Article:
“We have eight [conference] games and eight opportunities to break that streak, and I think we could do it.”
The Beavers host Occidental and Chaffey in the opener Sept. 1.
With around 40 players expected on board, the Caltech men’s soccer team will feature the largest roster under Coach Rolando Uribe’s 13-year tenure.
The Beavers, who finished 1-18 overall and 1-13 in conference, lost only two players to graduation, bringing a host of returners and first-year players.
“In a way, it’s good because it shows soccer is expanding here and everyone enjoys playing,” Uribe said. “At the same time, it’s hard to deal with 40. It’s a good problem to have, though. It’s a very good mix of veterans and new players, and I’m excited.”
About 32 players return along with eight newcomers. Though he hasn’t had an opportunity to see the first-year players compete in person, Uribe said he knew about their experience (mostly high school and club soccer) and was pleased to learn that many came from states with rich soccer traditions.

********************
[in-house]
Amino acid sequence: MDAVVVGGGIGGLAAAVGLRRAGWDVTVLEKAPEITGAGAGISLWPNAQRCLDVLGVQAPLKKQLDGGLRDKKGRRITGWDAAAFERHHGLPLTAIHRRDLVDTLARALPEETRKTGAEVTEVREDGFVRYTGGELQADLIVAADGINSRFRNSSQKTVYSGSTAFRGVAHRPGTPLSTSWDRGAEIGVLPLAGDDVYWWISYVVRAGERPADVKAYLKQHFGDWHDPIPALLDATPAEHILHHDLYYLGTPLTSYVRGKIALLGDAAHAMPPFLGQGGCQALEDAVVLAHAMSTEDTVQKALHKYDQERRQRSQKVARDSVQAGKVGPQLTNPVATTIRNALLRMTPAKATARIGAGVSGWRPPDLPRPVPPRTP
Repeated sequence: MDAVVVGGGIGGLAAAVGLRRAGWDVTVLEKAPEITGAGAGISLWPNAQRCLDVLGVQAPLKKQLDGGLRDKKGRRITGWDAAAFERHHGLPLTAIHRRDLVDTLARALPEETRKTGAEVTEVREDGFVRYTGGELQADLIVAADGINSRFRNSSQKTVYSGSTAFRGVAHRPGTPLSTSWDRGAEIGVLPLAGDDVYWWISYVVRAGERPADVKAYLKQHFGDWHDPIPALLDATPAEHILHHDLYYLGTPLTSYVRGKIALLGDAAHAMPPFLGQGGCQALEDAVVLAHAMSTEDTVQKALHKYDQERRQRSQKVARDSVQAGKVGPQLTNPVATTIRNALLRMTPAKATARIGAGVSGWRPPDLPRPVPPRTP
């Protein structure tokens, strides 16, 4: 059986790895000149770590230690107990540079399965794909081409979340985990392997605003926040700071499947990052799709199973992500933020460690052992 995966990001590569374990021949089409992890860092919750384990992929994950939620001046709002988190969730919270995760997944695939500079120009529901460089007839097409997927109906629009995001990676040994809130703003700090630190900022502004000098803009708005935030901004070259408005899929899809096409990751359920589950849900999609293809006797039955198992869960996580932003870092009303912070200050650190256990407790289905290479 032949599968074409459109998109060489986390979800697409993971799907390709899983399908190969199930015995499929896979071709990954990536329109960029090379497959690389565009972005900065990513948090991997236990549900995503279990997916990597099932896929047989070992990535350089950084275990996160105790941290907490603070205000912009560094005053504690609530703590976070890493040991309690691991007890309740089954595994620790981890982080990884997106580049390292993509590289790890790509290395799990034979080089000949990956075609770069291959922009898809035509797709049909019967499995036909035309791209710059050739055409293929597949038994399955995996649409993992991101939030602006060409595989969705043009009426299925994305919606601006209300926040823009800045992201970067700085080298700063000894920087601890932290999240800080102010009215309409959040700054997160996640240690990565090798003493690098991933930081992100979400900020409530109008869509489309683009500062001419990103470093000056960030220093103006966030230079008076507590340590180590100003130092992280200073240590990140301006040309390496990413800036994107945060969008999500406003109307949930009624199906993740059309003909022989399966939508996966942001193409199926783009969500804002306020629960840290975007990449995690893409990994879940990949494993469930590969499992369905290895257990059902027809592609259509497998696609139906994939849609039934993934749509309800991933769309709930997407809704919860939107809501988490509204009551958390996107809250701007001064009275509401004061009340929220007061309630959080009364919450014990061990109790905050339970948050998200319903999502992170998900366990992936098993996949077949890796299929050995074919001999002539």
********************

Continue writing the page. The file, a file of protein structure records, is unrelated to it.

Among the utmost concern, however, is seeing where everyone fits, he said. There’s also the challenge of playing the first eight games within a 21-day stretch due to the inclusion of Chapman University into the SCIAC.
The Beavers will practice for 10 days leading up to the opener.
“It’s not the ideal situation,” Uribe said. “We’re not too excited about that, but we’re looking forward to this challenge.”
With the compressed schedule, fitness will be among the chief obstacles. But with a large cast of players, Uribe said he could have the flexibility of rotating fresh legs onto the field when playing time wears on them.